NASHVILLE, Tenn. - Doctors performing abortions on girls younger than 13 years old would be required to preserve a sample of the fetal tissue for law enforcement under a bill passed by the Senate on Thursday.
The Tennessee Bureau of Investigation could use those samples for DNA tests to help prosecute rapists, said Sen. Roy Herron, the bill's sponsor.
'Whoever has sex with a child 12 years of age or younger is committing rape, whether force is involved or not, and they ought to be prosecuted,' he said.
Herron said most of these rapes are committed by those who know the victim, often go unreported, and are not discovered until days, weeks or months later.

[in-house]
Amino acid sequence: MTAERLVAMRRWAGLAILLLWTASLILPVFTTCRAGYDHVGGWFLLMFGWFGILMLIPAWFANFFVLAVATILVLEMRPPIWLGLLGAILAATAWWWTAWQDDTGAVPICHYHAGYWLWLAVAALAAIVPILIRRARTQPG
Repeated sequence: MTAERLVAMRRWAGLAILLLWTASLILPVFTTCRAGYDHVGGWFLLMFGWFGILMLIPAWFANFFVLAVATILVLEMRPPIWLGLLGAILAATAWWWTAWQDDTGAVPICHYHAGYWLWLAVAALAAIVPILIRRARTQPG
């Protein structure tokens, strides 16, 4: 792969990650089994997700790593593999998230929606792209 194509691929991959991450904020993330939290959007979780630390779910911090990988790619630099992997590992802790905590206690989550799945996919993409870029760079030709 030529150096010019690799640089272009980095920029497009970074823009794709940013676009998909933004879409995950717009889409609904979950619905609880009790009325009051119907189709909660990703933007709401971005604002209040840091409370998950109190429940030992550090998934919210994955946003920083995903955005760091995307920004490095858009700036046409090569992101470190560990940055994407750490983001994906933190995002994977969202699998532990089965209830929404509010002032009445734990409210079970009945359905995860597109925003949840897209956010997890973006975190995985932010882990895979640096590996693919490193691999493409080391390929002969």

The 'Child Rape Protection Act of 2006' passed on a 29-0 vote. A companion bill has lingered in a House subcommittee for a month and is not scheduled for discussion until April 4.
Possibly because this law doesn't stand between the abortionist and his fee, PP isn't fighting it.
The bill would require records be kept of the names and residence of the victim and parent or guardian. A doctor who violates the proposed rules would face a $500 civil penalty for the first violation, a $1,000 civil penalty for the second, and a misdemeanor for the third.
Anybody who fails to comply -- and who fails to report the rape -- ought to be prosecuted as an accomplice.